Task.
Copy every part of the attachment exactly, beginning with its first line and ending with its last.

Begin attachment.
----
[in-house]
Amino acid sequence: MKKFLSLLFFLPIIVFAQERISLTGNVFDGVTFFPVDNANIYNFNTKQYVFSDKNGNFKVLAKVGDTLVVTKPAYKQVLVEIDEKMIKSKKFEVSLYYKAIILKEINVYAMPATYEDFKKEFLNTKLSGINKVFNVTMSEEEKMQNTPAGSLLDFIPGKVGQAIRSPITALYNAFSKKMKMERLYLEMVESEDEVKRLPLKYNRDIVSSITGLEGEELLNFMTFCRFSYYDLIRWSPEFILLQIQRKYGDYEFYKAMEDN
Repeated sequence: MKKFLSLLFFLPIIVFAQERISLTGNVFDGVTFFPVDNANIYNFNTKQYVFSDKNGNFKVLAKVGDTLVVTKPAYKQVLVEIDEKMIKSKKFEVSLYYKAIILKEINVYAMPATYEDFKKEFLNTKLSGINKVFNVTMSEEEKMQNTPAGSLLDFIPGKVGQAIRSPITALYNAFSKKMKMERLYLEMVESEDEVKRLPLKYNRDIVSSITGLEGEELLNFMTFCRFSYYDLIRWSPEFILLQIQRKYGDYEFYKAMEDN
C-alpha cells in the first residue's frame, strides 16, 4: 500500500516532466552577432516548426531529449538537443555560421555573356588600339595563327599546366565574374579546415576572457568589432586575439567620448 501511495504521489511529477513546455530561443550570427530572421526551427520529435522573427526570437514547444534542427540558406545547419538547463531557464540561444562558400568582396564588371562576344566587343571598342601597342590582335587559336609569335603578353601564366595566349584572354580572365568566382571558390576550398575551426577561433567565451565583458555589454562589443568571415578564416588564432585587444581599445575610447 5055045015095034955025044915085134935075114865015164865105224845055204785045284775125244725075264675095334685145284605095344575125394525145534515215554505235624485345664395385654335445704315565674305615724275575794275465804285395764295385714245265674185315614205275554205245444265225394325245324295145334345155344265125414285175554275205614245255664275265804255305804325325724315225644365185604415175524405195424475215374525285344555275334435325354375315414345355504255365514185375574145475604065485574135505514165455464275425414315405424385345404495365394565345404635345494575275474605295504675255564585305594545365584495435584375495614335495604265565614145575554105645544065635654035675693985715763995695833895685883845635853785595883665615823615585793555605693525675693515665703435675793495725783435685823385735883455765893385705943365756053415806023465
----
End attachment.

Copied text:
[in-house]
Amino acid sequence: MKKFLSLLFFLPIIVFAQERISLTGNVFDGVTFFPVDNANIYNFNTKQYVFSDKNGNFKVLAKVGDTLVVTKPAYKQVLVEIDEKMIKSKKFEVSLYYKAIILKEINVYAMPATYEDFKKEFLNTKLSGINKVFNVTMSEEEKMQNTPAGSLLDFIPGKVGQAIRSPITALYNAFSKKMKMERLYLEMVESEDEVKRLPLKYNRDIVSSITGLEGEELLNFMTFCRFSYYDLIRWSPEFILLQIQRKYGDYEFYKAMEDN
Repeated sequence: MKKFLSLLFFLPIIVFAQERISLTGNVFDGVTFFPVDNANIYNFNTKQYVFSDKNGNFKVLAKVGDTLVVTKPAYKQVLVEIDEKMIKSKKFEVSLYYKAIILKEINVYAMPATYEDFKKEFLNTKLSGINKVFNVTMSEEEKMQNTPAGSLLDFIPGKVGQAIRSPITALYNAFSKKMKMERLYLEMVESEDEVKRLPLKYNRDIVSSITGLEGEELLNFMTFCRFSYYDLIRWSPEFILLQIQRKYGDYEFYKAMEDN
C-alpha cells in the first residue's frame, strides 16, 4: 500500500516532466552577432516548426531529449538537443555560421555573356588600339595563327599546366565574374579546415576572457568589432586575439567620448 501511495504521489511529477513546455530561443550570427530572421526551427520529435522573427526570437514547444534542427540558406545547419538547463531557464540561444562558400568582396564588371562576344566587343571598342601597342590582335587559336609569335603578353601564366595566349584572354580572365568566382571558390576550398575551426577561433567565451565583458555589454562589443568571415578564416588564432585587444581599445575610447 5055045015095034955025044915085134935075114865015164865105224845055204785045284775125244725075264675095334685145284605095344575125394525145534515215554505235624485345664395385654335445704315565674305615724275575794275465804285395764295385714245265674185315614205275554205245444265225394325245324295145334345155344265125414285175554275205614245255664275265804255305804325325724315225644365185604415175524405195424475215374525285344555275334435325354375315414345355504255365514185375574145475604065485574135505514165455464275425414315405424385345404495365394565345404635345494575275474605295504675255564585305594545365584495435584375495614335495604265565614145575554105645544065635654035675693985715763995695833895685883845635853785595883665615823615585793555605693525675693515665703435675793495725783435685823385735883455765893385705943365756053415806023465